Will Bruin needed a change. After more than five seasons in Houston with the Dynamo, the veteran striker felt the desire for a new challenge. The 2016 was the worst of his career, and as game after game went by with the minutes drying up and the goals fading away, Bruin knew that when it was over he would ask out.
"I just had this feeling in my gut that time had run its course on phase one of my career," Bruin told Goal. "I’d spent six years in Houston and I needed to challenge myself and get that fire and passion in my belly back."
When the Sounders face the Dynamo on Tuesday in the first leg of their Western Conference finals series, it could mark Bruin's first start at BBVA Compass Stadium since the trade that sent him to Seattle last December. It was a trade Bruin acknowledges now he needed to reinvigorate what he felt had become a stagnating career.
"I would say that," Bruin said. "There was a lot of turnover with coaches and stuff, and it was hard to get a full grasp of things with coaches coming in and out. That maybe played a part too because every coach has different players that they like and you can go from playing for one coach to not playing for another coach."
The 2016 season saw Bruin reduced to a bench role, and he failed to score a goal in his final 18 matches for the Dynamo, but in Seattle he found a refreshing change with the league's defending champion.
Playing time was hardly guaranteed for Bruin, who was joining a Sounders attack featuring Clint Dempsey and Jordan Morris, but after spending much of the first half of the 2017 season mostly as a substitute, Bruin eventually worked his way into a regular starting role, as injuries created opportunities. Bruin capitalized, finding the net and finishing the regular season with 11 goals, second-most on the Sounders, including a game-winning finish against the Dynamo back in June.
"Will has come here and, like a second chance for him to start fresh, he's really done well," Sounders coach Brian Schmetzer told reporters last week. "He's done everything we've asked. He had the elbow dislocation, and he's such a tough kid that he powered through that and was able to give us minutes even playing with that brace. He's got 11 goals, and that speaks volumes."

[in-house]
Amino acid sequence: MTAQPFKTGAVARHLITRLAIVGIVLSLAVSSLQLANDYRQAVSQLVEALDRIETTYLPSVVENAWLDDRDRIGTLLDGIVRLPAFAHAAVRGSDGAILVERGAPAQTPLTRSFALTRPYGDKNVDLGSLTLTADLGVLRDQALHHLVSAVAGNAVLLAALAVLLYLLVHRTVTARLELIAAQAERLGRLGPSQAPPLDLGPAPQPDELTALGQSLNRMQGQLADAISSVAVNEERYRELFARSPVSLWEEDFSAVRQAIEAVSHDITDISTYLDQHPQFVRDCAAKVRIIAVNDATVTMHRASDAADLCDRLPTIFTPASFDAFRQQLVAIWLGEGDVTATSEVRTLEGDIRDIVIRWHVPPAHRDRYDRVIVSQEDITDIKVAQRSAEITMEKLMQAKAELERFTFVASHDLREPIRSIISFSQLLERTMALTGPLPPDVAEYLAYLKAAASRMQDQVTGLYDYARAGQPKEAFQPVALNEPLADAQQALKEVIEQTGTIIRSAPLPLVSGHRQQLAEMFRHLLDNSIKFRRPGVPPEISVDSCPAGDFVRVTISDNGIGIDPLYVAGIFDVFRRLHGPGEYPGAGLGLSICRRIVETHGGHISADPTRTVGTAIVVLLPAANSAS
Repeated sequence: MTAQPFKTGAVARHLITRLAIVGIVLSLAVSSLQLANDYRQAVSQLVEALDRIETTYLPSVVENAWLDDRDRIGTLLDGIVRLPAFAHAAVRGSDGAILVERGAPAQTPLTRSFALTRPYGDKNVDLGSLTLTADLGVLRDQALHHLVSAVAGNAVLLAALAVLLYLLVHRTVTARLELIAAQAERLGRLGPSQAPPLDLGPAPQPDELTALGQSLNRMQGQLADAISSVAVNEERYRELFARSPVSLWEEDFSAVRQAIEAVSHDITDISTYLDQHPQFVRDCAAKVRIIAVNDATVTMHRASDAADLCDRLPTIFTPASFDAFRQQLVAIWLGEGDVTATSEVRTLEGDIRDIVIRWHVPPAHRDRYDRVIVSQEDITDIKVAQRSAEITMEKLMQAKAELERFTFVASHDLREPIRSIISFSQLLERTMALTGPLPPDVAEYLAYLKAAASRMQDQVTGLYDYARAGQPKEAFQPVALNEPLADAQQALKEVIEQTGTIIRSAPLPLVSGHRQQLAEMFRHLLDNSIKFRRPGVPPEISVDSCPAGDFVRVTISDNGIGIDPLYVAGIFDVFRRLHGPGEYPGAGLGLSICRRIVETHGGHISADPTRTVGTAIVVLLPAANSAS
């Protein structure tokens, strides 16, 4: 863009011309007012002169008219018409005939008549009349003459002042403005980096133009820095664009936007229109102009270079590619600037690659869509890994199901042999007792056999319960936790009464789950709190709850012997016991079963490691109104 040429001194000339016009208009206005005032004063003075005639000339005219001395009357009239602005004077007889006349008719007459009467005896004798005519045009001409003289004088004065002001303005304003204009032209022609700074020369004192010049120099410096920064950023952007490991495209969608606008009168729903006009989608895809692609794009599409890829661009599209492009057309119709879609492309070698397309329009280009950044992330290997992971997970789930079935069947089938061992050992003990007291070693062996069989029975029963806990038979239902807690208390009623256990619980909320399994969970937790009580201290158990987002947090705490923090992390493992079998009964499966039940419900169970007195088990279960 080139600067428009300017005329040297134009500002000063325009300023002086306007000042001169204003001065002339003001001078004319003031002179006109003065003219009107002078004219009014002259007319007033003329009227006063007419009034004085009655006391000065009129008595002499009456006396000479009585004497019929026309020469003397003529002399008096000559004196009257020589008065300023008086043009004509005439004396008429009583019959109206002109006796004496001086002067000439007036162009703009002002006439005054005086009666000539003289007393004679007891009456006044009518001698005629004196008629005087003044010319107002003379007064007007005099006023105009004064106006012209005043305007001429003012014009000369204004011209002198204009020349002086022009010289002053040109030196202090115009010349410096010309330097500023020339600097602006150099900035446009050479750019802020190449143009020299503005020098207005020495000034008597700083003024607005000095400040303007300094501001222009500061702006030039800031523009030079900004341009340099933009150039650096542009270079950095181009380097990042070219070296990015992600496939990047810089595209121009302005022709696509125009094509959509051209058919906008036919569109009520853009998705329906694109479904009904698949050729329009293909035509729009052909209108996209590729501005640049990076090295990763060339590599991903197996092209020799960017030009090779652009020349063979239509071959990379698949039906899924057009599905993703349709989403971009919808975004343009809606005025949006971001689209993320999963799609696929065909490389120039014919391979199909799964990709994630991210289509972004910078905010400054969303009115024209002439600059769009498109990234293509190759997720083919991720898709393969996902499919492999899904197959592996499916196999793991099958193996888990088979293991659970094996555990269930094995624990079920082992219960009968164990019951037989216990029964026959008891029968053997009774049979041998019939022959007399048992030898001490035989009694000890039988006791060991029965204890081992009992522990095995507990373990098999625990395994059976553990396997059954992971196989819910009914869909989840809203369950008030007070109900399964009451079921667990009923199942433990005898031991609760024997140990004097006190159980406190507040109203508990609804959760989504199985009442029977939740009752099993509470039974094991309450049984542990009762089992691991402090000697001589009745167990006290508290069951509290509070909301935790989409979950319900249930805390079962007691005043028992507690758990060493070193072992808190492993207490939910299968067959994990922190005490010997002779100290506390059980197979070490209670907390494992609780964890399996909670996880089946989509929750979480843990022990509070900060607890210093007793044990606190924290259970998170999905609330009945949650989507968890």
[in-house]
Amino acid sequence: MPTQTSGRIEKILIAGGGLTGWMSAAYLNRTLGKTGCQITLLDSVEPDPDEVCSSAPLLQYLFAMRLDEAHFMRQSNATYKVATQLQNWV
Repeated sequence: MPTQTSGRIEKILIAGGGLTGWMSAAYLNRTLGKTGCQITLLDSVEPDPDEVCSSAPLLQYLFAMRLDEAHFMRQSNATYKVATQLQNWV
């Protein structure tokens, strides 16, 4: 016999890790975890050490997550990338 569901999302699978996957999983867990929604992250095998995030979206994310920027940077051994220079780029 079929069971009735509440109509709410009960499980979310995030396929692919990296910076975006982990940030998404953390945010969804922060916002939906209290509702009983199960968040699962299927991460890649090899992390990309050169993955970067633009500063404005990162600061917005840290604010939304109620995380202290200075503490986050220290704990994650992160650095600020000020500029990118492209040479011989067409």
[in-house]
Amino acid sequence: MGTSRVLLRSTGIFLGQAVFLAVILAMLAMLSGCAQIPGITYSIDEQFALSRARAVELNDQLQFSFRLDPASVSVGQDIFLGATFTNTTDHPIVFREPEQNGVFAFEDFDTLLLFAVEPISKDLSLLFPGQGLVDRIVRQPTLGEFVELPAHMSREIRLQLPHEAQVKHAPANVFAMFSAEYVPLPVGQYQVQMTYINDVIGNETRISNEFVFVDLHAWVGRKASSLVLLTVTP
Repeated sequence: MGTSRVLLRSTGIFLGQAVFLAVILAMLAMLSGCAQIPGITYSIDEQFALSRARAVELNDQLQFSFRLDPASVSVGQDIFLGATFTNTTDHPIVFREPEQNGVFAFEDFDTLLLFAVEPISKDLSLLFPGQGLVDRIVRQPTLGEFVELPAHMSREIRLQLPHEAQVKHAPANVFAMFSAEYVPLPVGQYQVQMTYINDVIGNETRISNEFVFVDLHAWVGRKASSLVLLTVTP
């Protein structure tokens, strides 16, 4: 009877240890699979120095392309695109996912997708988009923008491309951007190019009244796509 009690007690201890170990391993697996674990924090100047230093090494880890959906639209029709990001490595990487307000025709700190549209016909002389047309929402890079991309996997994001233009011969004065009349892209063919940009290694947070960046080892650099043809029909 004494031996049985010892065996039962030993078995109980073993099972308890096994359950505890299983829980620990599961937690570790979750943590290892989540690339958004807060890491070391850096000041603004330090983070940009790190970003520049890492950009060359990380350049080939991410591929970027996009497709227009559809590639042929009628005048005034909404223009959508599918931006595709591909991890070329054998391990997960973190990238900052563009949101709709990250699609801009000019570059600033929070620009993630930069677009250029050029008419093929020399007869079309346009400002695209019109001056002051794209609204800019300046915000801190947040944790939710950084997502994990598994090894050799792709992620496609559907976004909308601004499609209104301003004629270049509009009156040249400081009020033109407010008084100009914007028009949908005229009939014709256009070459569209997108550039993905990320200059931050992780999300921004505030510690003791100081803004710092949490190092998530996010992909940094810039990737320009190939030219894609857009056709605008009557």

Bruin, who made a 10-minute appearance off the bench on Seattle's season-opening trip to Houston, believes he is back in Houston a better player than he was when he left, and credits his new teammates for helping sharpen up his game.
"I think I’ve gotten more comfortable on the ball," Bruin said. "When you see guys like Nico (Lodeiro) and Clint, the way they have the ball at their feet, it’s natural, they’re not worried about it. It’s like riding a bike. I think sometimes throughout my career I looked awkward when I’m dribbling, I’d try to get rid of it as soon as possible. I think just having that composure with the ball at my feet and kind of being more patient and having that confidence in my abilities has been something that playing with those guys has helped me improve on."
While Bruin has improved in 2017, so have the Dynamo, who have thrived under first-year head coach Wilmer Cabrera. The Dynamo are a much different-looking team than the one Bruin left behind a year ago — a much better team than the one that left Bruin seeking a change of scenery.
"They have an identity now," Bruin said. "I think Wilmer has done a really good job of figuring out how the team’s going to play, and they’ve stuck to their style all year. That’s with pace in high, wide areas, and good and clinical finishers in the box. When I look at the Dynamo the last few years we didn’t really have an identity. I think Matt and Wilmer have done a really good job this year of forming that for them."
To be clear, not all of Bruin's memories of his time in Houston were bad ones. He still remembers the experience of being a part of two Dynamo runs to the MLS Cup final in his first two seasons in the league, in 2011 and 2012. He was a far less experienced player then, and only after some disappointing seasons for the Dynamo did Bruin come to appreciate how special those years were, and how special playoff runs can be.
"I just remember thinking my first year ‘Man, this is a long season' and now I’m in my seventh year and I don’t want it to end," Bruin said. "Your mentality definitely changes as you get older so I definitely appreciate it a lot more now."